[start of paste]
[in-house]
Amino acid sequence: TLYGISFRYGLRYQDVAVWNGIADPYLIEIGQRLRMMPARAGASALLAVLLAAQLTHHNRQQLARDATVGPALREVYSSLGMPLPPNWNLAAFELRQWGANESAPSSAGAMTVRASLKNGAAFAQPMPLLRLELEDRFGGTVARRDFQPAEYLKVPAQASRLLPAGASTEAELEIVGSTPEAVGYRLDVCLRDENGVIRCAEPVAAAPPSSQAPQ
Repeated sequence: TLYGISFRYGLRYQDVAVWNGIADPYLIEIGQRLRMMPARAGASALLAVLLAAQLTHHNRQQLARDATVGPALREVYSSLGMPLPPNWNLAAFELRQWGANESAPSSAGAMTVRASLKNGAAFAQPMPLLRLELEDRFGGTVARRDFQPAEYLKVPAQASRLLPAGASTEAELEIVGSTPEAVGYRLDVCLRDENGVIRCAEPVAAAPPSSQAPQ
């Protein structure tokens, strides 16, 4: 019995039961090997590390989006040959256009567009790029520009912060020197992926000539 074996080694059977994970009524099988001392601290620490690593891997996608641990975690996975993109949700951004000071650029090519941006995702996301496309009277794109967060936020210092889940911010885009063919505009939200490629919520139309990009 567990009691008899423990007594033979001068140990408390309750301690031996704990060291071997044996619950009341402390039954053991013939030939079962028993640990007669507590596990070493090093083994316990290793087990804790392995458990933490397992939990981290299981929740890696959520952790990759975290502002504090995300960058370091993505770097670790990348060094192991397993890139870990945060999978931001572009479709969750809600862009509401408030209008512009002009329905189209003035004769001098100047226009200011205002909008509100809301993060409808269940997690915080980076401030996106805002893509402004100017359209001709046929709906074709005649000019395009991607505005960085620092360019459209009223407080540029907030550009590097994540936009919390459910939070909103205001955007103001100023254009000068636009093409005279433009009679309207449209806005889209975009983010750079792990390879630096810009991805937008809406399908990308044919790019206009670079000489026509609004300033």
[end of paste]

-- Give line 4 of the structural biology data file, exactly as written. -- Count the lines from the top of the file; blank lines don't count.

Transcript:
């Protein structure tokens, strides 16, 4: 019995039961090997590390989006040959256009567009790029520009912060020197992926000539 074996080694059977994970009524099988001392601290620490690593891997996608641990975690996975993109949700951004000071650029090519941006995702996301496309009277794109967060936020210092889940911010885009063919505009939200490629919520139309990009 567990009691008899423990007594033979001068140990408390309750301690031996704990060291071997044996619950009341402390039954053991013939030939079962028993640990007669507590596990070493090093083994316990290793087990804790392995458990933490397992939990981290299981929740890696959520952790990759975290502002504090995300960058370091993505770097670790990348060094192991397993890139870990945060999978931001572009479709969750809600862009509401408030209008512009002009329905189209003035004769001098100047226009200011205002909008509100809301993060409808269940997690915080980076401030996106805002893509402004100017359209001709046929709906074709005649000019395009991607505005960085620092360019459209009223407080540029907030550009590097994540936009919390459910939070909103205001955007103001100023254009000068636009093409005279433009009679309207449209806005889209975009983010750079792990390879630096810009991805937008809406399908990308044919790019206009670079000489026509609004300033």